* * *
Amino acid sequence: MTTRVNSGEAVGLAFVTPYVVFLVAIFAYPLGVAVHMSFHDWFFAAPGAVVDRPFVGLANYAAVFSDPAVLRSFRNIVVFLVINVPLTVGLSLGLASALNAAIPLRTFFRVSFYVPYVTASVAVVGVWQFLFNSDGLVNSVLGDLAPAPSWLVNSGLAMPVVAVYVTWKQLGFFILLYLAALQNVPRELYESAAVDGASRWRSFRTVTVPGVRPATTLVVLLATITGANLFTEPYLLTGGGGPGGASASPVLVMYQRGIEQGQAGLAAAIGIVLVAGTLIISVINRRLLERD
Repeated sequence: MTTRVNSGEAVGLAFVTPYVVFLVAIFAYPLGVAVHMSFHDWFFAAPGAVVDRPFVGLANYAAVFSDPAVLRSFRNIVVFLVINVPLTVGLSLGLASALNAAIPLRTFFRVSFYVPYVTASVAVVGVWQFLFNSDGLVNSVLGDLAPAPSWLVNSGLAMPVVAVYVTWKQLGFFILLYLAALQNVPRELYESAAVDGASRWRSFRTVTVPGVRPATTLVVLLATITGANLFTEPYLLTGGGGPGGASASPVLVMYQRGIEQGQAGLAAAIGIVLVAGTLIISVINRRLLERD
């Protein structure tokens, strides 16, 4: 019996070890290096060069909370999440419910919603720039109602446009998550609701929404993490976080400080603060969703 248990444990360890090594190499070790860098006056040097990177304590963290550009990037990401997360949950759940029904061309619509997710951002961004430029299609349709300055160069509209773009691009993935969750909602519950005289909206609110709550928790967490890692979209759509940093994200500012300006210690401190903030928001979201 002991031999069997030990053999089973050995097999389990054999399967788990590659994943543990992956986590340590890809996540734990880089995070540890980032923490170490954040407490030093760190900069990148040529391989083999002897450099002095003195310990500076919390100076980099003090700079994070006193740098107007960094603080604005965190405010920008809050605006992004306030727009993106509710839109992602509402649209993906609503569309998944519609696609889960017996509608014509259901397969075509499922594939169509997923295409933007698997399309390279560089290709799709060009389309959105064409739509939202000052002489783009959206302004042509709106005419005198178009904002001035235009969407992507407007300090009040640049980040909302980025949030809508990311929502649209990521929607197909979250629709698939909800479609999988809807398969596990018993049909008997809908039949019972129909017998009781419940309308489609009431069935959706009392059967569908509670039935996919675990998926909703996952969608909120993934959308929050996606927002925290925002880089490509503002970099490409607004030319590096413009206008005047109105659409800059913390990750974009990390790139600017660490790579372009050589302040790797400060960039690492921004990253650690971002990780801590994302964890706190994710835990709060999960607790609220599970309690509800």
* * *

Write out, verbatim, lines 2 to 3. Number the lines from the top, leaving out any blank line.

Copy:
Repeated sequence: MTTRVNSGEAVGLAFVTPYVVFLVAIFAYPLGVAVHMSFHDWFFAAPGAVVDRPFVGLANYAAVFSDPAVLRSFRNIVVFLVINVPLTVGLSLGLASALNAAIPLRTFFRVSFYVPYVTASVAVVGVWQFLFNSDGLVNSVLGDLAPAPSWLVNSGLAMPVVAVYVTWKQLGFFILLYLAALQNVPRELYESAAVDGASRWRSFRTVTVPGVRPATTLVVLLATITGANLFTEPYLLTGGGGPGGASASPVLVMYQRGIEQGQAGLAAAIGIVLVAGTLIISVINRRLLERD
């Protein structure tokens, strides 16, 4: 019996070890290096060069909370999440419910919603720039109602446009998550609701929404993490976080400080603060969703 248990444990360890090594190499070790860098006056040097990177304590963290550009990037990401997360949950759940029904061309619509997710951002961004430029299609349709300055160069509209773009691009993935969750909602519950005289909206609110709550928790967490890692979209759509940093994200500012300006210690401190903030928001979201 002991031999069997030990053999089973050995097999389990054999399967788990590659994943543990992956986590340590890809996540734990880089995070540890980032923490170490954040407490030093760190900069990148040529391989083999002897450099002095003195310990500076919390100076980099003090700079994070006193740098107007960094603080604005965190405010920008809050605006992004306030727009993106509710839109992602509402649209993906609503569309998944519609696609889960017996509608014509259901397969075509499922594939169509997923295409933007698997399309390279560089290709799709060009389309959105064409739509939202000052002489783009959206302004042509709106005419005198178009904002001035235009969407992507407007300090009040640049980040909302980025949030809508990311929502649209990521929607197909979250629709698939909800479609999988809807398969596990018993049909008997809908039949019972129909017998009781419940309308489609009431069935959706009392059967569908509670039935996919675990998926909703996952969608909120993934959308929050996606927002925290925002880089490509503002970099490409607004030319590096413009206008005047109105659409800059913390990750974009990390790139600017660490790579372009050589302040790797400060960039690492921004990253650690971002990780801590994302964890706190994710835990709060999960607790609220599970309690509800």